Apichatpong Weerasethakul's Next Film Seems Like Subtler, Stranger, Artier Cousin To 'Inception'

  • By Charlie Schmidlin
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  • August 13, 2012 12:22 PM
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  • 4 Comments
Many filmmakers strive for their work to tap into a certain dream-like narrative, unbound by traditional logic and driven by subconscious desire, but while David Lynch and Christopher Nolan dazzle equally with their unique approaches, Thai director Apichatpong Weerasethakul (“Uncle Boonmee Who Can Recall His Past Lives”) may best them both by adhering most to that elusive goal. His films are known for their tranquil, seemingly dissociative threads of imagery, which sometimes even threaten to isolate the viewer in the process, but recently the director has expressed other wishes for his particular brand of storytelling.

First Images From Apichatpong Weerasethakul's 'Mekong Hotel'

  • By Simon Dang
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  • May 10, 2012 8:41 AM
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  • 1 Comment
This time next week we'll be in the midst of the Cannes Film Festival, with plenty of questions set to be answered. One answer we're eager to hear is in reponse to one of the more intriguing parts of the lineup: the return of former Palme d'Or winner Apichatpong Weerasethakul with "Mekong Hotel."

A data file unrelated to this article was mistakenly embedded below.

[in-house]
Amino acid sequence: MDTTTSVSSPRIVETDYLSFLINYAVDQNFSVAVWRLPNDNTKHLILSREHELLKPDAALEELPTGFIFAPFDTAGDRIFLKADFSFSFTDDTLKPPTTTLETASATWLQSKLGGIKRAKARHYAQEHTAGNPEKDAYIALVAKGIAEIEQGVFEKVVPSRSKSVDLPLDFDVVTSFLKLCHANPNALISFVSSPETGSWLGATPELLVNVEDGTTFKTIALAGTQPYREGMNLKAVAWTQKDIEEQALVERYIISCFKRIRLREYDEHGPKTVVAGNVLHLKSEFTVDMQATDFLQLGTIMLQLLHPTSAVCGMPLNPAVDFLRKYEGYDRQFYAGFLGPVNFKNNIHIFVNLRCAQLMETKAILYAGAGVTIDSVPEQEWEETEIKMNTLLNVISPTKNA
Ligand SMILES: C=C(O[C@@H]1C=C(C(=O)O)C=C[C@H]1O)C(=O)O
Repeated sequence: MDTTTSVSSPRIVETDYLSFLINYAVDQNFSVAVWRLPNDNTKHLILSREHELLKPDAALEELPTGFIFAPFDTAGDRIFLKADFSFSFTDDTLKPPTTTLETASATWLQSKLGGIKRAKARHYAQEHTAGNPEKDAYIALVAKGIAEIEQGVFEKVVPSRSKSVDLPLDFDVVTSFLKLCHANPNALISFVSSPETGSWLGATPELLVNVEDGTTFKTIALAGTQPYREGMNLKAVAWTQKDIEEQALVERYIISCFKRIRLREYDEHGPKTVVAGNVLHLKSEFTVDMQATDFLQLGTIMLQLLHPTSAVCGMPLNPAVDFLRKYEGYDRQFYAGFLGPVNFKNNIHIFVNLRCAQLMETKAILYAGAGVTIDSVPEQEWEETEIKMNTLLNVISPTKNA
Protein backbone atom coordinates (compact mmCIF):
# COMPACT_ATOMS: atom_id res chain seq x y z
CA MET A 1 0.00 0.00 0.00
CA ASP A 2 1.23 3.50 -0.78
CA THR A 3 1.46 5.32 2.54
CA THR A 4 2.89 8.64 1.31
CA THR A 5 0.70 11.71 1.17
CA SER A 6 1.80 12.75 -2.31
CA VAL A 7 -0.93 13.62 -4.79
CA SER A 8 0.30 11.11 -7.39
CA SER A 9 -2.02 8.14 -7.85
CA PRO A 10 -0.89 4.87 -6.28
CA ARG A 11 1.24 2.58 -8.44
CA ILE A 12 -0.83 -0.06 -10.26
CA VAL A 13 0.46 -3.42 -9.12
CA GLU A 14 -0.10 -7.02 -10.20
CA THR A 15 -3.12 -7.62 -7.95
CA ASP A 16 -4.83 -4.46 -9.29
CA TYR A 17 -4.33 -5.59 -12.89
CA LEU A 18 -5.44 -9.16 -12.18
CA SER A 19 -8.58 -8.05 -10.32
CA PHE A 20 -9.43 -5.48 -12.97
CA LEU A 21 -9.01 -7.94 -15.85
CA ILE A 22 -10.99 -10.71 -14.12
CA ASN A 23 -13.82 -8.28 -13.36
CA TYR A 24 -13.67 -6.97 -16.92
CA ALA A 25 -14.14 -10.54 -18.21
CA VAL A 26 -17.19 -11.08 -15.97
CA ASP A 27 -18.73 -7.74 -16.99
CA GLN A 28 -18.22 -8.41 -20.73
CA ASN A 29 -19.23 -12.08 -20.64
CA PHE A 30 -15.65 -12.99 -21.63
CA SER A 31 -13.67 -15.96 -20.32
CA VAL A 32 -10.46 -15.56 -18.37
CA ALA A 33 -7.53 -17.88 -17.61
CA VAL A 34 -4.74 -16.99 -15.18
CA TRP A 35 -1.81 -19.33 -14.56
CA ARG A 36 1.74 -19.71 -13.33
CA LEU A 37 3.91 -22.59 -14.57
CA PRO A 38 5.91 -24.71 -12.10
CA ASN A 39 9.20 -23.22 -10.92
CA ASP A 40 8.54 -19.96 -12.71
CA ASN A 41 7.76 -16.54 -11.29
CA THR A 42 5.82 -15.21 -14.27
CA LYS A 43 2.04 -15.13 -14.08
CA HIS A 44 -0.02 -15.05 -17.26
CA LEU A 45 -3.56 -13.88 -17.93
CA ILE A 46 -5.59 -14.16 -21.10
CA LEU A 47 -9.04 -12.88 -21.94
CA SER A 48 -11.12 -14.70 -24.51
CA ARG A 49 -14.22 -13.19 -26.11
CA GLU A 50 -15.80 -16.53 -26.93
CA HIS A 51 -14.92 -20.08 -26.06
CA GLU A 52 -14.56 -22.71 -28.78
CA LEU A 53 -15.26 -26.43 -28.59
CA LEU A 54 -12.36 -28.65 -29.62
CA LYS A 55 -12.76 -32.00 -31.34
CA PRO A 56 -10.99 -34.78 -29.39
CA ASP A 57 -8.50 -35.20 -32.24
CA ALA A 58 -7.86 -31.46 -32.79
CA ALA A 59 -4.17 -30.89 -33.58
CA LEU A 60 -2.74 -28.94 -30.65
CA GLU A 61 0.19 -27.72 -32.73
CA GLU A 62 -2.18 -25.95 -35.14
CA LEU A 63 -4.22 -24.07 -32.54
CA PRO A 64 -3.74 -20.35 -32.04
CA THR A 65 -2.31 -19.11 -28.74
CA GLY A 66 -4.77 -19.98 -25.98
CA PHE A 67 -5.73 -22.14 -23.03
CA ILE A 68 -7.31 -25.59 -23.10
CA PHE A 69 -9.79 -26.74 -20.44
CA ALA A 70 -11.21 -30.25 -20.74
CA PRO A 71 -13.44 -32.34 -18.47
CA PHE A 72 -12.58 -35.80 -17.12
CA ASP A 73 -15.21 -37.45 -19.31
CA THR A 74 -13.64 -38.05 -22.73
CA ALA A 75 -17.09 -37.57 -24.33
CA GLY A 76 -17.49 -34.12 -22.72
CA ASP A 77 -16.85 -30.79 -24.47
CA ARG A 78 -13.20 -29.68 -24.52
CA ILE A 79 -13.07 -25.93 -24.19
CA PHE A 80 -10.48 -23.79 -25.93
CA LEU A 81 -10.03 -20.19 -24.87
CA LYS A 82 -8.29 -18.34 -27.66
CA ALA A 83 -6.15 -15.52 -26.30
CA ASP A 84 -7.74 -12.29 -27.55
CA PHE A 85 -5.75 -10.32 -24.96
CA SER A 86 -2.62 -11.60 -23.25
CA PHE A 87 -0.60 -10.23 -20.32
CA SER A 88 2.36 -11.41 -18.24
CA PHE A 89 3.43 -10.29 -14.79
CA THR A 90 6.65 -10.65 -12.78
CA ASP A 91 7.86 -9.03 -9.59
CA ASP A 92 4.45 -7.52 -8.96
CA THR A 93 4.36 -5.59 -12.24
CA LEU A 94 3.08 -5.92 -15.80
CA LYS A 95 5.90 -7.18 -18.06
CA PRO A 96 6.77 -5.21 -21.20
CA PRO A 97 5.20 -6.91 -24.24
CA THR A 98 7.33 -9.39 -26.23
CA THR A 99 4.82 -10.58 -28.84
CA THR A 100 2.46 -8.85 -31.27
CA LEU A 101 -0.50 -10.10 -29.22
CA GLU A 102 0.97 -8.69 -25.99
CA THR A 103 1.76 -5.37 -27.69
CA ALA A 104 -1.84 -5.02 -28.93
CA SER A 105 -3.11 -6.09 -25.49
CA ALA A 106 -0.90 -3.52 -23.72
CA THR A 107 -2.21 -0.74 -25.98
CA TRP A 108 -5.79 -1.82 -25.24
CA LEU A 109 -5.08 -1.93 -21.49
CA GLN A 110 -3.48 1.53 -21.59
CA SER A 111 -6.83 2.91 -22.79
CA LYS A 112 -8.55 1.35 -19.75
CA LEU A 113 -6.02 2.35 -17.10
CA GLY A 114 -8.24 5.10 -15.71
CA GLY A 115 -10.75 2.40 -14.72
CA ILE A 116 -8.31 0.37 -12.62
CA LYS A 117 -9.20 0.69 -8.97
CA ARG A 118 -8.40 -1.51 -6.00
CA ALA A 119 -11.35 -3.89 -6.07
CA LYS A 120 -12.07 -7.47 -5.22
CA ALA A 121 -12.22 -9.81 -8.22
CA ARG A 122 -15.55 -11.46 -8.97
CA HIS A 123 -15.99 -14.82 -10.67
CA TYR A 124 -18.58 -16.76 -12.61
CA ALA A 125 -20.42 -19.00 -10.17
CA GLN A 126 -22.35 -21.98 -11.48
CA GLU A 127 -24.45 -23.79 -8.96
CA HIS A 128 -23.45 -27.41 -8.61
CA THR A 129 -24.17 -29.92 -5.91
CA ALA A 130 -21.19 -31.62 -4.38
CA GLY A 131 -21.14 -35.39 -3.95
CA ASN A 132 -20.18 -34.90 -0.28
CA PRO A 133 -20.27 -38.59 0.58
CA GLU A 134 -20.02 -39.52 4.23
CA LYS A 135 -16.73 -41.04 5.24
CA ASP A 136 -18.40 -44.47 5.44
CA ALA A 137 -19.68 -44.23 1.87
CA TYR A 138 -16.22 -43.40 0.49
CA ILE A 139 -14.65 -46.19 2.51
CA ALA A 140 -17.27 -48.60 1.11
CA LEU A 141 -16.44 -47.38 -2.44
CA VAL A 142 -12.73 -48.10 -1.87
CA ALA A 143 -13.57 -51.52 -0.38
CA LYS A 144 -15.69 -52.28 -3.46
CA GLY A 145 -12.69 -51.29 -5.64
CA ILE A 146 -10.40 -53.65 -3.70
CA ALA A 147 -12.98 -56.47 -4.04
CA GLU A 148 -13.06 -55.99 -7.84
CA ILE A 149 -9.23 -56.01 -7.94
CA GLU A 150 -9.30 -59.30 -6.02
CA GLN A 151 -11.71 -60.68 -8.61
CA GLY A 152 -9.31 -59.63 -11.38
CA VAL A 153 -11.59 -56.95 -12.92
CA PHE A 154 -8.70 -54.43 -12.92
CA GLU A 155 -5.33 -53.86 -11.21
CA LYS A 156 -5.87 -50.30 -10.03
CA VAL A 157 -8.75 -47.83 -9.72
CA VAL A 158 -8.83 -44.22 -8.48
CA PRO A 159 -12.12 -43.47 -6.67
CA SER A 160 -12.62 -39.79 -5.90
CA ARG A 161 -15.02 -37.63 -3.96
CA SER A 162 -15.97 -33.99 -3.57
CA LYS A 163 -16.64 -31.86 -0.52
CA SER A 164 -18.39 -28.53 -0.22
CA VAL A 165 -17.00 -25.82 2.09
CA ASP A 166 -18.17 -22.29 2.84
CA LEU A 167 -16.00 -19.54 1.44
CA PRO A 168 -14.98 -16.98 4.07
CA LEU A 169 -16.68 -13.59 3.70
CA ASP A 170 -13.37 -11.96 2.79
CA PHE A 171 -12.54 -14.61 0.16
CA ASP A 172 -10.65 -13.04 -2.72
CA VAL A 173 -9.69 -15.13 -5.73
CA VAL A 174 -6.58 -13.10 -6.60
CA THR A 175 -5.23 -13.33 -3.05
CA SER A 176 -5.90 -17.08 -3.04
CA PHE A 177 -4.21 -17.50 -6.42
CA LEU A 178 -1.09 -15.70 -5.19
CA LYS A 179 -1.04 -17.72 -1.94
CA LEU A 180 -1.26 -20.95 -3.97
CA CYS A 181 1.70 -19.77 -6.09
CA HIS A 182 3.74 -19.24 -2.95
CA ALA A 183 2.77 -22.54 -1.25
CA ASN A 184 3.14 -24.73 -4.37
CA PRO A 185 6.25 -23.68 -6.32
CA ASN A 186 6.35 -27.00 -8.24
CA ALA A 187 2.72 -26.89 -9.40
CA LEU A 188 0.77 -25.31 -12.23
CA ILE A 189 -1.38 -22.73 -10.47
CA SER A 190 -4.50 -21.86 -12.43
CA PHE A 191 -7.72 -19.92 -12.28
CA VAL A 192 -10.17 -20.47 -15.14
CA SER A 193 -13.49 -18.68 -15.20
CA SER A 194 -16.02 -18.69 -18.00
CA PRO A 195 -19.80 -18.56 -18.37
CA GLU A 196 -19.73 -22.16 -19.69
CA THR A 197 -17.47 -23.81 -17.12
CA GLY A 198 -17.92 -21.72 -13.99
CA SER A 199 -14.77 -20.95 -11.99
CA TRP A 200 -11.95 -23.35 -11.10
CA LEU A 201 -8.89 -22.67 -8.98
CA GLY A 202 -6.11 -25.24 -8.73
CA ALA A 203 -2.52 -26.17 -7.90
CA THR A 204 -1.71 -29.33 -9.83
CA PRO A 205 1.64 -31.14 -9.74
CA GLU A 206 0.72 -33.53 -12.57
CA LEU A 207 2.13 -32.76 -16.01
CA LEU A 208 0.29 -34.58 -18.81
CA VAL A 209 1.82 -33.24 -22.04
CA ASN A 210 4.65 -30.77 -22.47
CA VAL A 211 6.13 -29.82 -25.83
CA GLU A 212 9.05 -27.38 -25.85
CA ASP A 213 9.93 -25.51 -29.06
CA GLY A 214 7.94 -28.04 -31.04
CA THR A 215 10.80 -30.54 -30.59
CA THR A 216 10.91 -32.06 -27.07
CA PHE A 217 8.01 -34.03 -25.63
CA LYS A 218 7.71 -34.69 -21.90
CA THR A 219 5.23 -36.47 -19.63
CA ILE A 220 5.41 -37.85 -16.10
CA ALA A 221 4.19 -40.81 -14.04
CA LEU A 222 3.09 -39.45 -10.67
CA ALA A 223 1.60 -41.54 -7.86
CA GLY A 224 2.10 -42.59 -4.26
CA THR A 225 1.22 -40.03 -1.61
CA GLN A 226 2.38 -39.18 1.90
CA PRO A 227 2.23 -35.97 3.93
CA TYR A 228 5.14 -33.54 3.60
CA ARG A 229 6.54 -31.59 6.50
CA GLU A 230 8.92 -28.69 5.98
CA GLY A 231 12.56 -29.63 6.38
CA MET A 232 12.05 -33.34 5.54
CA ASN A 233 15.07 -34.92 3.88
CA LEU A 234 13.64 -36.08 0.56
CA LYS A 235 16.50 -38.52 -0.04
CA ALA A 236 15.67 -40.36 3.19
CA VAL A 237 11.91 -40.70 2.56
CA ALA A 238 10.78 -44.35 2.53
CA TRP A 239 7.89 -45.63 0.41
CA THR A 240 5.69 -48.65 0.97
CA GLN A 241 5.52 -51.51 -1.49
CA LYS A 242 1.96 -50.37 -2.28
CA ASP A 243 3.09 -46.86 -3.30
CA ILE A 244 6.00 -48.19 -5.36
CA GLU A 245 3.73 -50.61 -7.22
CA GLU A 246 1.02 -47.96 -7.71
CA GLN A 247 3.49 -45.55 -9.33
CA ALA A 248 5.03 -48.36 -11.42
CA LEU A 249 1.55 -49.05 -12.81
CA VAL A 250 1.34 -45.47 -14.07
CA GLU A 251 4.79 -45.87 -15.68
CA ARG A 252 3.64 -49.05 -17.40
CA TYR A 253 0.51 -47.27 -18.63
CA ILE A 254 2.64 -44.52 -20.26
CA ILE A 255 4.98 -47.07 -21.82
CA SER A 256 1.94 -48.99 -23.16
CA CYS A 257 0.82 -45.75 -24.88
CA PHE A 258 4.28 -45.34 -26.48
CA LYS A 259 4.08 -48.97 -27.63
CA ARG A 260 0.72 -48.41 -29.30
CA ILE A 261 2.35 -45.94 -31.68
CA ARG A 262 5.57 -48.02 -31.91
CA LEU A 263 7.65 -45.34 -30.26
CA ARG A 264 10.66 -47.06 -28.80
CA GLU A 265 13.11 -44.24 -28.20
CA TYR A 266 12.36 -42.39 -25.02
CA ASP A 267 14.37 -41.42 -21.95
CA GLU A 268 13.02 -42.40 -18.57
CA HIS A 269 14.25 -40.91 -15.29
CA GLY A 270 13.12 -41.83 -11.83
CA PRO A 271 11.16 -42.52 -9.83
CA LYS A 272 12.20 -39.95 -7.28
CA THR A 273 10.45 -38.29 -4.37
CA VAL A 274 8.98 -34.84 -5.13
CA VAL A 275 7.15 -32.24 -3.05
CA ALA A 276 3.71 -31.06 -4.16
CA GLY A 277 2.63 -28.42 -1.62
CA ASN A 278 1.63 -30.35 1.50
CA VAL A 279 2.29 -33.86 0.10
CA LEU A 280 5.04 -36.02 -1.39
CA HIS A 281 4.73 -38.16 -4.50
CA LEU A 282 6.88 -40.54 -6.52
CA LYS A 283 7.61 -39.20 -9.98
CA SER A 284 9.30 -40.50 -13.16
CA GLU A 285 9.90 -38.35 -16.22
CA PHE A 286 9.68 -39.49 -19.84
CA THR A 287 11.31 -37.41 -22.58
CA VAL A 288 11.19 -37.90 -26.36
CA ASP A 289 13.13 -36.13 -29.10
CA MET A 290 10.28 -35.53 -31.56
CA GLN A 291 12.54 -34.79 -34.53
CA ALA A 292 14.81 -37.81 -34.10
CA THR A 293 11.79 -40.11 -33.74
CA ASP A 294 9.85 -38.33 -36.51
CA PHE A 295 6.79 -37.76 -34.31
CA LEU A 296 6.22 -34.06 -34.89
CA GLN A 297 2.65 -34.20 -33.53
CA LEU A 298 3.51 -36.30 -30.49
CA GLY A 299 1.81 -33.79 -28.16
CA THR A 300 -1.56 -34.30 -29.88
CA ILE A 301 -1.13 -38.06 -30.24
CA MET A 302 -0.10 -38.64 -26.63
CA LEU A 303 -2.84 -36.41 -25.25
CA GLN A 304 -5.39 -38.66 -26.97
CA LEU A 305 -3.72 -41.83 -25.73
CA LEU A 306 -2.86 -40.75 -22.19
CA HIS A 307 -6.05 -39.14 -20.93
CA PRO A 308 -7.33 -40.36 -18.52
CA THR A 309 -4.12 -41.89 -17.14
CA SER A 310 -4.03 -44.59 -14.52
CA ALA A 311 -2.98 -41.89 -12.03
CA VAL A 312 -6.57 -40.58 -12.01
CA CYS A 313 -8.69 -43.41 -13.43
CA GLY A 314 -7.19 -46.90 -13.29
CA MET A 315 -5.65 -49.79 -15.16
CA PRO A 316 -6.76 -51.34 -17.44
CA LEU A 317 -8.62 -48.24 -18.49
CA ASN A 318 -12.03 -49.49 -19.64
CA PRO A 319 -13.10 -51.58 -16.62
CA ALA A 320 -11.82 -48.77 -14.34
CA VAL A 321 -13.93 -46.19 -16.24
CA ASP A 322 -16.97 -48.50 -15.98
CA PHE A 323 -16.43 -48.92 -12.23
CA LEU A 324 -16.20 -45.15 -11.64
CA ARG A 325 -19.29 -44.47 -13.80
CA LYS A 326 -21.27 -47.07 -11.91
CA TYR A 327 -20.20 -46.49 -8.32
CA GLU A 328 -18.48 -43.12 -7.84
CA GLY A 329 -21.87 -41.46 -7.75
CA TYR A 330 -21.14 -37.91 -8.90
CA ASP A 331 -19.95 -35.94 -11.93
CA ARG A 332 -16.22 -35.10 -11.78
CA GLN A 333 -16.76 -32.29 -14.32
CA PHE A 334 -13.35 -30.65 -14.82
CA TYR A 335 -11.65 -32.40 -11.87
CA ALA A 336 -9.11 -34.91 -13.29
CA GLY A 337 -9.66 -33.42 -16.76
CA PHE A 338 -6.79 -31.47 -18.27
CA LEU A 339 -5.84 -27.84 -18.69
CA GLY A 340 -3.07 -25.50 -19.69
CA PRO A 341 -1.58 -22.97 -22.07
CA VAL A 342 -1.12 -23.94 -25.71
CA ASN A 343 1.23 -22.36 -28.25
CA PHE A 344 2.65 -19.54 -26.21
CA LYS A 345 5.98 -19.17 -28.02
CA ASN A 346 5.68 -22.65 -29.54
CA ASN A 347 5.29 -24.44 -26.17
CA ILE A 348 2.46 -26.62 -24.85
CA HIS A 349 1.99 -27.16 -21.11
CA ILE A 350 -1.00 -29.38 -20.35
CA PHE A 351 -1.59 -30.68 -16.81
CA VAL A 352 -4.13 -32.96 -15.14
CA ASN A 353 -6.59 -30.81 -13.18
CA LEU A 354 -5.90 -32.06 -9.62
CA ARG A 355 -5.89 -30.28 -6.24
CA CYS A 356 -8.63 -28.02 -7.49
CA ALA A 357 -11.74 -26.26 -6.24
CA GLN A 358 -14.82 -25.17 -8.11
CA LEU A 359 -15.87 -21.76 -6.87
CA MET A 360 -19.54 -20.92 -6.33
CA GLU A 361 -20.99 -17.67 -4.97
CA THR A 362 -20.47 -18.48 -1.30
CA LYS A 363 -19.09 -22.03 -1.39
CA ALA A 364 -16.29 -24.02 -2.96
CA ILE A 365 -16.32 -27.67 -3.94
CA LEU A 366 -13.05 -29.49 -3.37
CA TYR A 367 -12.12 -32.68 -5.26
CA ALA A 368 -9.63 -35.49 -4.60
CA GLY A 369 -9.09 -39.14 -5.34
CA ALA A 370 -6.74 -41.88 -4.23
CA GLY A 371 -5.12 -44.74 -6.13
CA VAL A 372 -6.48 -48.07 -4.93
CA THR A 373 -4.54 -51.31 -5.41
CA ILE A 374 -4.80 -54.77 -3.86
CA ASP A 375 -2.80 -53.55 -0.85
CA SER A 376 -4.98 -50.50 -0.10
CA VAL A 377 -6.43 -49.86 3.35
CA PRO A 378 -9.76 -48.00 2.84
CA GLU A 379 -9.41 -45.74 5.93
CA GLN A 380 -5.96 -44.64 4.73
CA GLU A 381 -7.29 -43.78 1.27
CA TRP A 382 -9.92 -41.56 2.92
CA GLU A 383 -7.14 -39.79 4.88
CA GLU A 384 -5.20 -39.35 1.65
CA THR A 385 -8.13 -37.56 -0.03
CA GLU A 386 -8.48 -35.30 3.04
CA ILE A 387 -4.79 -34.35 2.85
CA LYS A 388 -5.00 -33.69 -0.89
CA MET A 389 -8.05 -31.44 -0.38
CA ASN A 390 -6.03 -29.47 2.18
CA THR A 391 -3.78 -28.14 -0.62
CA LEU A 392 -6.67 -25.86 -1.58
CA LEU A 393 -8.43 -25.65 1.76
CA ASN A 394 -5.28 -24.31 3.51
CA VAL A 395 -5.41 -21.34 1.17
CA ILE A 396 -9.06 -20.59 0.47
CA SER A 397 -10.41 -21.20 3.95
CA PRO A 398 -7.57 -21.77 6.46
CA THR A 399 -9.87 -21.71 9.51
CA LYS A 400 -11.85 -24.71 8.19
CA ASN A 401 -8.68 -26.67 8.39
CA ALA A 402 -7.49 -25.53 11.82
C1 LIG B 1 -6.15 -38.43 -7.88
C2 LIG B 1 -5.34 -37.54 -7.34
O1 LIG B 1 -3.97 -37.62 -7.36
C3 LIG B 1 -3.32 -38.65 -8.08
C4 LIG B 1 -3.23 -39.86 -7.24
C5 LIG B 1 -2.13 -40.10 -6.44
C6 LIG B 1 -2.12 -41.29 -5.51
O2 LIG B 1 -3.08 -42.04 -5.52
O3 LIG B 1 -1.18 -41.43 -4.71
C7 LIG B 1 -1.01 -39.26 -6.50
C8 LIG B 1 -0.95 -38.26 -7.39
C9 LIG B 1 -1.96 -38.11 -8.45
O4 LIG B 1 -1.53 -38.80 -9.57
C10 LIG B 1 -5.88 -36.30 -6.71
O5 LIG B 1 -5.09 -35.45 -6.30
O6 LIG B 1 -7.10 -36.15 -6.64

A Shape-Shifting Cinema: Apichatpong Weerasethakul Discusses His Entire Filmography

  • By Christopher Bell
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  • May 22, 2011 3:37 AM
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  • 2 Comments
As part of the New Museum's exhibition of his latest installation project "Primitive" and his month-long residency, Thai filmmaker, visual artist and last year's Cannes Palme d'Or winner Apichatpong Weerasethakul held a four hour tour of his oeuvre (the museum hosts referring to it as a "master class"), beginning with his his more well-known feature work before revealing brief snippets of his installation-only short films (including those found in his current exhibit). He shared many personal tidbits in relation to each work, describing (though not too specifically) what he hoped to achieve with his camera and spicing up each presentation with a humorous aside here and there.

Interview: Apichatpong Weerasethakul Wants To Work With Chiara Mastroianni & Joan Allen

  • By Christopher Bell
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  • May 17, 2011 6:44 AM
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  • 5 Comments
Also Downplays Tilda Swinton Collaboration, Loves David Fincher But Not 'Social Network'With the latest season of Cannes coming close to an end, what better time than look back at last year's Golden Palm winner?

Interview: Apichatpong Weerasethakul On 'Uncle Boonme,' Steven Spielberg, 'Inception' & More

  • By Christopher Bell
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  • March 4, 2011 9:26 AM
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  • 5 Comments
Exclusive: Despite this writer’s undying love for the man and his films (actually, to be completely melodramatic and corny, “Syndromes and a Century” was a life changer), Apichatpong Weerasethakul’s work is not intended for mass audiences, and some of his pictures even leave the hardest cinephiles scratching their heads at the praise. That’s just how it is, not everyone's down for a 2+ hour experimental-narrative film from Thailand and there shouldn’t be any bitterness about it.